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The New Republic and the Long Magazine Article

Back in December 2014 The New Republic saw the majority of the editors for the publication resign.  Twelve senior editors and twenty contributing editors left the publication, upset with the direction for the magazine that has been articulated by its new owner, Chris Hughes. Dylan Byers reported in Politico on who the editors were who resigned, and their stated reasons. This news set alight a small grove of the Internet’s wide green forest…those who had a personal history with TNR and those who comment on the state of American journalism.  Immediate response from any was a tone of resigned anguish–that while there was perhaps a generational transition for a private enterprise at the heart of this, “eulogy” was a popular word to describe these resignation.  Reporting in Vox Ezra Klein gathered tweets and other primary documents as the story broke, and his own take on the demise of the “ambitious policy magazine.”  Ross Douthat expanded on this idea in the New York Times Sunday Review when he wrote of “the loss of the older magazine’s ability to be idiosyncratic and nonpandering and just tell their readers what they should care about, because more than ever before you need to care about what readers click on first…to get the traffic that pays for the ads.” Of the TNR, Douthat concludes:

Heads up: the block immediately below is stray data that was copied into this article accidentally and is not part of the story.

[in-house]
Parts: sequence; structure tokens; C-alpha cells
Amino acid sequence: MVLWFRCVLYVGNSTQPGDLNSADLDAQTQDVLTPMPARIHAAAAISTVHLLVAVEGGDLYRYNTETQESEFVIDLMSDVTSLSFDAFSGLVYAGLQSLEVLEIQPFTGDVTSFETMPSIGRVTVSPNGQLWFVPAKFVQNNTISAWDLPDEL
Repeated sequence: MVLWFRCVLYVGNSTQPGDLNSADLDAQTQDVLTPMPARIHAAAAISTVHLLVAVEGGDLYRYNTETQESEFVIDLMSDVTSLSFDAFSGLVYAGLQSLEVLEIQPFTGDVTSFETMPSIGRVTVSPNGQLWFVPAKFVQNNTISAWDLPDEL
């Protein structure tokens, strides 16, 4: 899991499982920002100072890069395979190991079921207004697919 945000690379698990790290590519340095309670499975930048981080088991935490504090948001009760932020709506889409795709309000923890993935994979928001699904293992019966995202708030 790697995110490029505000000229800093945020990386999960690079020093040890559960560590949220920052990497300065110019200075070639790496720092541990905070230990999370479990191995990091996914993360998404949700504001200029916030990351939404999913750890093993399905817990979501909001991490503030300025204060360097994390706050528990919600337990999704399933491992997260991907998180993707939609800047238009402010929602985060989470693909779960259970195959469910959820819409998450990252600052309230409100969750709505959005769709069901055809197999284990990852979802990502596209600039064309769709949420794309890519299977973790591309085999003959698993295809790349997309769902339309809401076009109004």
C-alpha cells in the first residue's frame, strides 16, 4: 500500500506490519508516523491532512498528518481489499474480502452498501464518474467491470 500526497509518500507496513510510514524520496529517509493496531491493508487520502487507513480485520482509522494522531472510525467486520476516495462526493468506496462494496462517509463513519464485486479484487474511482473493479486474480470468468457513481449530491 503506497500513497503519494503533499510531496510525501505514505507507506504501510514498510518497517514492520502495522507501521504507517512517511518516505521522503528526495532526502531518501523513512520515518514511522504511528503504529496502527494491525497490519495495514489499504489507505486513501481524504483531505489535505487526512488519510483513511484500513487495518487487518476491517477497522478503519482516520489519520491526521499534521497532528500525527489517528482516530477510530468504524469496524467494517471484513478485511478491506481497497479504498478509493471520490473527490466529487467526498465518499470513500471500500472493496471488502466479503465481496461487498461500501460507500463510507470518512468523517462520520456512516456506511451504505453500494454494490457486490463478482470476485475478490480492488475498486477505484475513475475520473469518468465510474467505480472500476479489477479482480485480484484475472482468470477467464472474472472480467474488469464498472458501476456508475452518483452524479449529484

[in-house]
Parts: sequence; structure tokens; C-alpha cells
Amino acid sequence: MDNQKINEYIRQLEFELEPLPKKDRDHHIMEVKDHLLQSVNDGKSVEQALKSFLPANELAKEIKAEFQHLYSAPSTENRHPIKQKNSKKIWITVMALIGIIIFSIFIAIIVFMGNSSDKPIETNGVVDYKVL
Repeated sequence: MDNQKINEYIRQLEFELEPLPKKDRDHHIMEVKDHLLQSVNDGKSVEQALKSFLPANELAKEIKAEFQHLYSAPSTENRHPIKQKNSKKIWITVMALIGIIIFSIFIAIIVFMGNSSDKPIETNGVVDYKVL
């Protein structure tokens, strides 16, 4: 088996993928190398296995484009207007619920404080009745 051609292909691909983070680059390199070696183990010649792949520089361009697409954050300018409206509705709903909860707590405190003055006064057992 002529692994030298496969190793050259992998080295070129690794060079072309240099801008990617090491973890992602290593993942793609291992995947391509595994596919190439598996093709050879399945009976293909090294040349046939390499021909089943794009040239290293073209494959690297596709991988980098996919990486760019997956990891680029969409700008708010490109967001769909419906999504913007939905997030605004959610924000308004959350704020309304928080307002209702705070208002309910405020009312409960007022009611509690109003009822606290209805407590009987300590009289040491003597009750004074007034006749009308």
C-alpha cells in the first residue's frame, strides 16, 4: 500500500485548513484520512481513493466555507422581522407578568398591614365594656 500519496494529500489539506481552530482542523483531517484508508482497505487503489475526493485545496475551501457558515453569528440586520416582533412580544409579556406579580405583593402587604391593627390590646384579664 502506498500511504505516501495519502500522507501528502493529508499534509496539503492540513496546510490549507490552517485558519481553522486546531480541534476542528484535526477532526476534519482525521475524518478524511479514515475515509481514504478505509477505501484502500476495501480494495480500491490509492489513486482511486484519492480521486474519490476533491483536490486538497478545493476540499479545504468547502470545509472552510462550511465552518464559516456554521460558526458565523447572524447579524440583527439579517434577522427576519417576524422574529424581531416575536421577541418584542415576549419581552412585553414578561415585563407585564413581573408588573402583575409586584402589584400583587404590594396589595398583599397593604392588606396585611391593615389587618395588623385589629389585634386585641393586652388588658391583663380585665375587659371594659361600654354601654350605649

It wasn’t just a liberal magazine, in other words; it was a liberal-arts magazine, which unlike many of today’s online ventures never left its readers with the delusion that literary style or intellectual ambition were of secondary importance, or that today’s fashions represented permanent truths.

That point is what perhaps makes this more than a tale of a “creative destruction,” it is rather a moment asking the question whether long articles still have a place in journalism.  Is a sustained linear narrative on a complicated topic possible outside of academic literature, and if the events at the TNR suggest no, what does that mean?  The image of a Sunday feature, a longer piece of journalism that could fill a quiet Sunday afternoon brings with it the idea of a reader having time to think about what they have read. Digesting something.  Does the fate of the TNR suggest that this kind of reading is unsustainable in an online environment?  They’ll be several more posts with commentary on the fate of the TNR

~ by pdoty on .

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